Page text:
- Before a medical malpractice case can proceed to court in Massachusetts under GL 231 §60B, it must be brought before a three person panel held in Superior Court consisting of a superior court judge, an attorney and a health care provider from the same discipline as the defendant. The provider must not reside or practice in the same county as the defendant. If the suit is against a hospital, the "provider" is to be a hospital administrator. The panel reviews the plaintiff's offer of proof and determines whether the evidence is sufficient to raise a legitimate question of liability. The panel must be convinced by a directed verdict standard for the case to get to trial. The plaintiff has the burden of proof and evidence and rests; the defendant can then make a motion for directed verdict, meaning that even if all the evidence is true, the plaintiff cannot win the case.
- if the tribunal determines the case raises a question of liability, it can proceed to trial.
- if not, the case can proceed only proceed with a $6,000 bond posted with the court by the client; if the case is lost, this amount is applied towards defendant's costs.
- if the tribunal is thought to be mistaken, its finding may be appealed to the Appeals Court. If no bond is posted and the appeal from the tribunal's decision is successful, the case can go ahead as if without a bond. If the tribunal's finding is upheld on appeal, everything is over.
To "get by" the tribunal there must be:
- proof of negligence, usually in the form of proving causation by an expert through a letter stating: (a) the expert's credentials, (b) treatment below the applicable standard of care; (c) maltreatment caused the injury.
- proof of damages
- proof of a doctor-patient relationship. With Santos v. Kim it is enough that the plaintiff prove that the defendant is the provider of the medical services and provided those services to the plaintiff
Does the competent patient have a right to resist treatment?
In Shine v. Vega a patient, in an emergency, needed to be intubated; the physician in the hospital did not obtain her consent. The courts notes:
"In the often chaotic setting of an emergency room, physicians and medical staff frequently must make split-second, life-saving decisions. Emergency medical personnel may not have the time necessary to obtain the consent of a family member when a patient is incapable of consenting without jeopardizing the well-being of the patient. But a competent patient's refusal to consent to medical treatment cannot be overridden whenever the patient faces a life-threatening situation."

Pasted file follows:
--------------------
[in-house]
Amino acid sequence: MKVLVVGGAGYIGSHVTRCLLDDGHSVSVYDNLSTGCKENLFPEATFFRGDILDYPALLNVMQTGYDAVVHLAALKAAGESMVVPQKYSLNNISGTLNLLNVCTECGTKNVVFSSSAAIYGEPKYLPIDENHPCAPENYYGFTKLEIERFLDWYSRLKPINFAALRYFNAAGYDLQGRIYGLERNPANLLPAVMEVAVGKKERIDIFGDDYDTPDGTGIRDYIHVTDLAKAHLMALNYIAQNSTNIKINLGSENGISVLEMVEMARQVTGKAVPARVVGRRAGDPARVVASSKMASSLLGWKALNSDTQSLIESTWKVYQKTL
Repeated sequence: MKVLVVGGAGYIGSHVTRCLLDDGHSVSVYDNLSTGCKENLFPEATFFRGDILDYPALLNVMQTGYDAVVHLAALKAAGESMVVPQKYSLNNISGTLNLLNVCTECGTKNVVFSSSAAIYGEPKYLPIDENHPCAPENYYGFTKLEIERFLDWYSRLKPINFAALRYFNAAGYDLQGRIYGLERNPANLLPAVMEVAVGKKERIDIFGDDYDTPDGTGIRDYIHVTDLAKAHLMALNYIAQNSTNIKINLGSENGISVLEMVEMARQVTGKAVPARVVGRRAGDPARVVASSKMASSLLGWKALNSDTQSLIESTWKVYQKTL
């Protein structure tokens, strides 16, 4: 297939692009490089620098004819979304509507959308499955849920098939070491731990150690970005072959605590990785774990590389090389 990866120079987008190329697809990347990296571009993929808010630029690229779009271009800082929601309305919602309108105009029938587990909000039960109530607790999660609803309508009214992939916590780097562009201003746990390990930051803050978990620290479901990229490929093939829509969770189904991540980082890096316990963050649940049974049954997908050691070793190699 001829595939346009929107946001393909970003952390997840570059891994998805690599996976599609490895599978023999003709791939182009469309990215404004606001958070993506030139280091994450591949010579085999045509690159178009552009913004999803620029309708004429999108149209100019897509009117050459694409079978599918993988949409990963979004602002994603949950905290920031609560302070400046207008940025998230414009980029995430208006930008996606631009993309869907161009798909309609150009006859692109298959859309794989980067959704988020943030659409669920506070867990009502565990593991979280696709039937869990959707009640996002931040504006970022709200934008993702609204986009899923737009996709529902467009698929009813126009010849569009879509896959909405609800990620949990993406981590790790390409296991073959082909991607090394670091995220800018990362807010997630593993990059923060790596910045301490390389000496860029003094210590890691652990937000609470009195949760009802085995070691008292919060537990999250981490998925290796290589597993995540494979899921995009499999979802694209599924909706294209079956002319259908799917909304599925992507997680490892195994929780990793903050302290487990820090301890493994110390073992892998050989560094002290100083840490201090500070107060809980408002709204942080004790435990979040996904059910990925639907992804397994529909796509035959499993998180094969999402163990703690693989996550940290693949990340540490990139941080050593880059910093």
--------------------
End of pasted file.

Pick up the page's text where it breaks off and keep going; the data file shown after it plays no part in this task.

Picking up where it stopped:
This is the flip side of informed consent, and the SJC has decided that if a patient is conscious and competent, informed consent must be obtained before subjecting the patient to treatment, even if this decision is stupid and life-threatening. Lack of capacity, for example, would be encountered with an unconscious patient (whose spouse or next of kin gives permission).
The test is whether the patient has the capacity to understand. In Massachusetts for adults this is the capacity to understand the issue, situation, advice given, pros and cons; it is a minimal test. For minors the decision rests with the parents, guardian or next of kin. Negligently failing to obtain this consent from the patient before subjecting the patient to treatment is battery.
Time is a significant factor in an emergency; the court can appoint a guardian to expedite and facilitate matters over the body or a conservator to take charge of the property or manage the affairs of an incompetent person.
Where parents, guardian or next of kin in Massachusetts are refusing life-saving help, and the situation is life-threatening, and the patient is incompetent, the court can apply the doctrine of substituted judgment; it takes the evidence and makes a decision by putting itself in the shoes of the incompetent person and asking if that person were competent, would that person refuse treatment.
Peer Review Statute
A peer review statute usually generally looks to the self-government of doctors in a licensed hospital or clinical setting. A health provider's efforts in a case or series of cases will be reviewed by a group of peerswith like background and trainingwhich then decides if the provider in question should be assisted, disciplined, prevented, etc. because there is a claim of sub-standard treatment. A plaintiff in a case, of course, attempts to get the results of peer review through discovery.